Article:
MM lesions were successfully imaged with acidoCEST MRI. Parametric pHe maps of tumor ROIs showed sufficient contrast agent uptake and regions of acidosis in the tumors. The pHe of all pixels in each ROI was averaged to yield a pHe value for each lesion (Figure 1). Bioluminescence was used to determine initial presence of tumors (Figure 2A), which were then imaged with acidoCEST MRI. Representative tumors in the vertebral bodies ranged in pH from 6.59-6.62 (Figure 2B), and lesion identity was confirmed by µCT (Figure 2C). Similarly, lesions in the knee averaged a pH of 6.83 (Figure 2D), and lesion identity was confirmed by µCT (Figure 2E). Average pHe values for all lesions ranged from 6.47 to 7.39.

Preliminary immunostaining was done on two lesions which were evaluated for hypoxia with FMISO PET. In the less hypoxic tumor (Figure 3A), low levels of CA9 (red) is expressed in fatty marrow. In the hypoxic tumor (Figure 3B), there is a high level of expression of CA9, which is consistent with the results of FMISO PET.


In this preliminary study, we demonstrate that acidosis in MM tumors can be imaged with acidoCEST MRI. Subsequent studies will further explore the relationship between tumor hypoxia, acidosis, and aggression.


The authors gratefully acknowledge grant support from the VA Rehabilitation R&D Service (I01RX002604) and NIH (R21AR073496).


1. Fairfield H, Falank C, Avery L, Reagan MR. Multiple myeloma in the marrow: pathogenesis and treatments. Ann N Y Acad Sci. 2016;1364(1):32-51.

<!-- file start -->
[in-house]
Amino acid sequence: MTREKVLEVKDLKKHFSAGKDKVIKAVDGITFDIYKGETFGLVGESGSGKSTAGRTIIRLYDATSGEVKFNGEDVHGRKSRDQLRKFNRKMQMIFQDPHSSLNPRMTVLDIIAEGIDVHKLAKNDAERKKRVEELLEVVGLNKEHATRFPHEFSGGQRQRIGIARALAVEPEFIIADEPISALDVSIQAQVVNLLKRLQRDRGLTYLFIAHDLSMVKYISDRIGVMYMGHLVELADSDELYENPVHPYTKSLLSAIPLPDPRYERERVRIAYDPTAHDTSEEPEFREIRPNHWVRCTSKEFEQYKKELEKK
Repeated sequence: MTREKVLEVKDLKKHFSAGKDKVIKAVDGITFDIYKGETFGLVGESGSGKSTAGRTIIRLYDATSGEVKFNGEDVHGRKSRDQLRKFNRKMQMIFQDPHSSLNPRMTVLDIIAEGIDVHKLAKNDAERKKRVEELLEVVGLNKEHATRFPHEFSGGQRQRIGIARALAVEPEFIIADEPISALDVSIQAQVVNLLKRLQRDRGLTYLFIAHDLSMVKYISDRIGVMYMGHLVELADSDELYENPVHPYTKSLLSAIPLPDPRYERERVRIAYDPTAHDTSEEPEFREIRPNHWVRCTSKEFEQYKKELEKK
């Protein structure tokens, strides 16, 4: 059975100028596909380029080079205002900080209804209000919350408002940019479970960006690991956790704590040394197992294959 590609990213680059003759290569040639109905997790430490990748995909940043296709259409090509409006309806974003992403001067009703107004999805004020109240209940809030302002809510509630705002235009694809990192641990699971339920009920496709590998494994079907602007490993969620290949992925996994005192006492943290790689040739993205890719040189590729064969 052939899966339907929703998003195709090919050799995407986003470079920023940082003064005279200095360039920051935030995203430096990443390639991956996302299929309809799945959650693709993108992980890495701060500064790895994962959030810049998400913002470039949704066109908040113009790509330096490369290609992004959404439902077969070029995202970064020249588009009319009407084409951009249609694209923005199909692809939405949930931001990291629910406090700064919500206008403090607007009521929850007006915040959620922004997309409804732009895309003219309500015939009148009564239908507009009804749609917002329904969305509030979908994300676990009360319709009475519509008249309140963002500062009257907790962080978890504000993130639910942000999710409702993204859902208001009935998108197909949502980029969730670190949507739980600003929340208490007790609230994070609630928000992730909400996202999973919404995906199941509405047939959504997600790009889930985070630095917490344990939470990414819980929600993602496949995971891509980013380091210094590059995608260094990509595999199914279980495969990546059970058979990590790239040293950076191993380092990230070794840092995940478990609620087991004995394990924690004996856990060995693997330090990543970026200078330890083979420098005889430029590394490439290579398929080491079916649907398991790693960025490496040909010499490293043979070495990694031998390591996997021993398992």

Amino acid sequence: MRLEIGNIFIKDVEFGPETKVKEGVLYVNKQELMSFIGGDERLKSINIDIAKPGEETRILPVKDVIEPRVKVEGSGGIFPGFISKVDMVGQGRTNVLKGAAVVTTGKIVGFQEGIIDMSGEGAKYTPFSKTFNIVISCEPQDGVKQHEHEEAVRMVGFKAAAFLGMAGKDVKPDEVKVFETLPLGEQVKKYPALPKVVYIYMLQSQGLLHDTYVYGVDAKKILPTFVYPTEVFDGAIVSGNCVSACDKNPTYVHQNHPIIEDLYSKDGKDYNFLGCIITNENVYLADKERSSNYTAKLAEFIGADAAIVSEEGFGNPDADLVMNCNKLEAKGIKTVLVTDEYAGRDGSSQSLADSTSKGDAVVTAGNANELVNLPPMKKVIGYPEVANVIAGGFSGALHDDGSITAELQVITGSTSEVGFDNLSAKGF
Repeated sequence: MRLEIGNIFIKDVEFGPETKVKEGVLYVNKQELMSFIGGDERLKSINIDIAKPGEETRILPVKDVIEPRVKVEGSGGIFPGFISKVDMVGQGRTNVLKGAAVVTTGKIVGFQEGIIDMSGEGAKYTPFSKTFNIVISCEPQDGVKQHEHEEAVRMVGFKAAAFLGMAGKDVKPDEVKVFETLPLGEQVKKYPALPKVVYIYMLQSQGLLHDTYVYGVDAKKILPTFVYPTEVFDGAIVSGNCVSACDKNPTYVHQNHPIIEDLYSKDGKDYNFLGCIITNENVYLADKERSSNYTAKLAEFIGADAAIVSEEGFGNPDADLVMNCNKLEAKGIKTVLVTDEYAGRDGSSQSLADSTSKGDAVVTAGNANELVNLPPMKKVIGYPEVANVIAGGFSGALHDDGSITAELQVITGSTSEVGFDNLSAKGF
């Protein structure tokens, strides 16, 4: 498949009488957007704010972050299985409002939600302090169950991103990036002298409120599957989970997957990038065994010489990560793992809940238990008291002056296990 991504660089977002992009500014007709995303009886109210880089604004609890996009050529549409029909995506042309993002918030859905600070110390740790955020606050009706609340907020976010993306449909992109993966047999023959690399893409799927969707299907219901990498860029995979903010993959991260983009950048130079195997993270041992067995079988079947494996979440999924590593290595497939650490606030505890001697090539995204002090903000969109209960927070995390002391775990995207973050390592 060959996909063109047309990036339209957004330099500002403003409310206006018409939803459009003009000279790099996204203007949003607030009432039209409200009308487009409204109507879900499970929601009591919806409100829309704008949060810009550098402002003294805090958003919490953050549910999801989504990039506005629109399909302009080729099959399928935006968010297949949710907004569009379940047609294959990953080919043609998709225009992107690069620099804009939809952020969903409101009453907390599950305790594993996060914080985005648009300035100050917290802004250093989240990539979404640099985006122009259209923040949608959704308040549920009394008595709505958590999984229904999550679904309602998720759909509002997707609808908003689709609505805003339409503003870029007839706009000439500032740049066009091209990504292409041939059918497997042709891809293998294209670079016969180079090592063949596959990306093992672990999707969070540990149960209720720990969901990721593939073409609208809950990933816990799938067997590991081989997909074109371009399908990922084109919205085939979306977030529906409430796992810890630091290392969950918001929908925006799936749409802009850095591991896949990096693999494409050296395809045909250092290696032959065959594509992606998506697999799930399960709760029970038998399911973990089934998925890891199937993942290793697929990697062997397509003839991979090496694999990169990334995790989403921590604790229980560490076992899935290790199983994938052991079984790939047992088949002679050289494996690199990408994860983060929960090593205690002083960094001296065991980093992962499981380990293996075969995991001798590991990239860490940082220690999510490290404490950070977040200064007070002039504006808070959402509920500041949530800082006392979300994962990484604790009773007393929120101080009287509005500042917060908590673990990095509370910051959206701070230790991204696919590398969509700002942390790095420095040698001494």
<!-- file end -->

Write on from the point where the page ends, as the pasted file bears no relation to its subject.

2. Chiche J, Brahimi-Horn MC, Pouysségur J. Tumor hypoxia induces a metabolic shift causing acidosis: a common feature in cancer. J Cell Mol Med. 2010;14(4):771-794.

3. Jones KM, Randtke EA, Howison CM, Pagel MD. Respiration gating and Bloch-fitting improve pH measurements with acidoCEST MRI in an ovarian orthotopic tumor model. Proc SPIE Int Soc Opt Eng. 2016;27:9788.

4. Gastelum G, Chang EY, Shackleford D, et al. Multimodal bioluminescent and positronic-emission tomography/computational tomography imaging of multiple myeloma bone marrow xenografts in NOG mice. Jove. (in press).

5. Chen LQ, Howison CM, Jeffery JJ, et al. Evaluations of extracellular pH within in vivo tumors using acidoCEST MRI. Magn Reson Med. 2014;72(5):1408-17.


Figure 1. Representative parametric map of pHe values in mouse BM. Values show average pHe for all pixels in that ROI.

Figure 2. Lesion confirmation and localization. Bioluminescence shows activity at the sacrum and near the right knee (A). AcidoCEST MRI shows hyperintense tumor in multiple vertebral bodies. At the ROIs (yellow) on the S1 and S3 vertebral bodies, pH measured 6.59-6.62 (B). The lytic lesions and trabecular destruction at multiple vertebral bodies, including S1 and S3 as seen in (B), were confirmed by µCT (C). AcidoCEST MRI shows hyperintense tumor in the metadiaphyseal regions of the knee with pH measuring ~6.83 in both ROIs (yellow) (D). These lytic lesions with pronounced trabecular destruction and endosteal scalloping were confirmed by µCT (E).

Figure 3. Immunostaining of normoxic and hypoxic lesions with CA9 (red). The normoxic tumor shows low CA9 expression in fatty marrow (A), while the hypoxic tumor shows high levels of CA9 throughout (B). Nuclei are stained with propidium iodide (green).

Proc. Intl. Soc. Mag. Reson. Med. 27 (2019)